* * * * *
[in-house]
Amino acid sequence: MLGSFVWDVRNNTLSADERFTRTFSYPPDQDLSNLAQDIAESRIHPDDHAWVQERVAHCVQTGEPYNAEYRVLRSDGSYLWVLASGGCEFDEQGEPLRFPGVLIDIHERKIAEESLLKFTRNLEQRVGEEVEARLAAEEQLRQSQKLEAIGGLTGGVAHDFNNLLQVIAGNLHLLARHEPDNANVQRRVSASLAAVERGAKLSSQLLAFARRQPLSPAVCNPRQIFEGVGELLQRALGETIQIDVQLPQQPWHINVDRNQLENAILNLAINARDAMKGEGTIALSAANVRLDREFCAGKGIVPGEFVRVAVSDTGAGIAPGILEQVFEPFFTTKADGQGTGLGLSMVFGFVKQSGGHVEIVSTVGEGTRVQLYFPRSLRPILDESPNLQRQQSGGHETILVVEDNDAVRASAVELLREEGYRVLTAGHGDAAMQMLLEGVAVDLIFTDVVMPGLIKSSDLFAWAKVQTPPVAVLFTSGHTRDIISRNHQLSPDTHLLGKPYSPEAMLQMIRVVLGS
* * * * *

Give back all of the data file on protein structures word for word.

[in-house]
Amino acid sequence: MLGSFVWDVRNNTLSADERFTRTFSYPPDQDLSNLAQDIAESRIHPDDHAWVQERVAHCVQTGEPYNAEYRVLRSDGSYLWVLASGGCEFDEQGEPLRFPGVLIDIHERKIAEESLLKFTRNLEQRVGEEVEARLAAEEQLRQSQKLEAIGGLTGGVAHDFNNLLQVIAGNLHLLARHEPDNANVQRRVSASLAAVERGAKLSSQLLAFARRQPLSPAVCNPRQIFEGVGELLQRALGETIQIDVQLPQQPWHINVDRNQLENAILNLAINARDAMKGEGTIALSAANVRLDREFCAGKGIVPGEFVRVAVSDTGAGIAPGILEQVFEPFFTTKADGQGTGLGLSMVFGFVKQSGGHVEIVSTVGEGTRVQLYFPRSLRPILDESPNLQRQQSGGHETILVVEDNDAVRASAVELLREEGYRVLTAGHGDAAMQMLLEGVAVDLIFTDVVMPGLIKSSDLFAWAKVQTPPVAVLFTSGHTRDIISRNHQLSPDTHLLGKPYSPEAMLQMIRVVLGS